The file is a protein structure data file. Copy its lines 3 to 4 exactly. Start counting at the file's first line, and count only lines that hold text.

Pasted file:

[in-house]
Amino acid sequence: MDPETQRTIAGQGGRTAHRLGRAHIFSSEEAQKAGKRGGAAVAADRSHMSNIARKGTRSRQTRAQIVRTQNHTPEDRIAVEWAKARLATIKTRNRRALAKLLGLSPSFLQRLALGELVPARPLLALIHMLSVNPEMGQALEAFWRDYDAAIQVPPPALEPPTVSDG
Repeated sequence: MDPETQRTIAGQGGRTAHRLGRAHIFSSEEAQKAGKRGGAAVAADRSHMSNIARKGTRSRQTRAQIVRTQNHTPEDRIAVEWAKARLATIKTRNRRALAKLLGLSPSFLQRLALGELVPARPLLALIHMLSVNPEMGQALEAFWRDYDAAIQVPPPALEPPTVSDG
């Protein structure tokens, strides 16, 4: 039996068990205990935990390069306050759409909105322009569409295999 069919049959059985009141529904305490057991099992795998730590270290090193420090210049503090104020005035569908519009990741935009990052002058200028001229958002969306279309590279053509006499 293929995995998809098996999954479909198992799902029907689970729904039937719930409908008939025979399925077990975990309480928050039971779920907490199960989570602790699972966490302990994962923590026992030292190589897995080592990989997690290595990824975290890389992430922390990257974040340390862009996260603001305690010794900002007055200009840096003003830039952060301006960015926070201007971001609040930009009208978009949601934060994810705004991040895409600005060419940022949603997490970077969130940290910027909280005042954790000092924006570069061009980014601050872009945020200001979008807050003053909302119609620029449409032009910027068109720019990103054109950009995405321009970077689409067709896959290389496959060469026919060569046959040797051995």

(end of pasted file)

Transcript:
Repeated sequence: MDPETQRTIAGQGGRTAHRLGRAHIFSSEEAQKAGKRGGAAVAADRSHMSNIARKGTRSRQTRAQIVRTQNHTPEDRIAVEWAKARLATIKTRNRRALAKLLGLSPSFLQRLALGELVPARPLLALIHMLSVNPEMGQALEAFWRDYDAAIQVPPPALEPPTVSDG
């Protein structure tokens, strides 16, 4: 039996068990205990935990390069306050759409909105322009569409295999 069919049959059985009141529904305490057991099992795998730590270290090193420090210049503090104020005035569908519009990741935009990052002058200028001229958002969306279309590279053509006499 293929995995998809098996999954479909198992799902029907689970729904039937719930409908008939025979399925077990975990309480928050039971779920907490199960989570602790699972966490302990994962923590026992030292190589897995080592990989997690290595990824975290890389992430922390990257974040340390862009996260603001305690010794900002007055200009840096003003830039952060301006960015926070201007971001609040930009009208978009949601934060994810705004991040895409600005060419940022949603997490970077969130940290910027909280005042954790000092924006570069061009980014601050872009945020200001979008807050003053909302119609620029449409032009910027068109720019990103054109950009995405321009970077689409067709896959290389496959060469026919060569046959040797051995």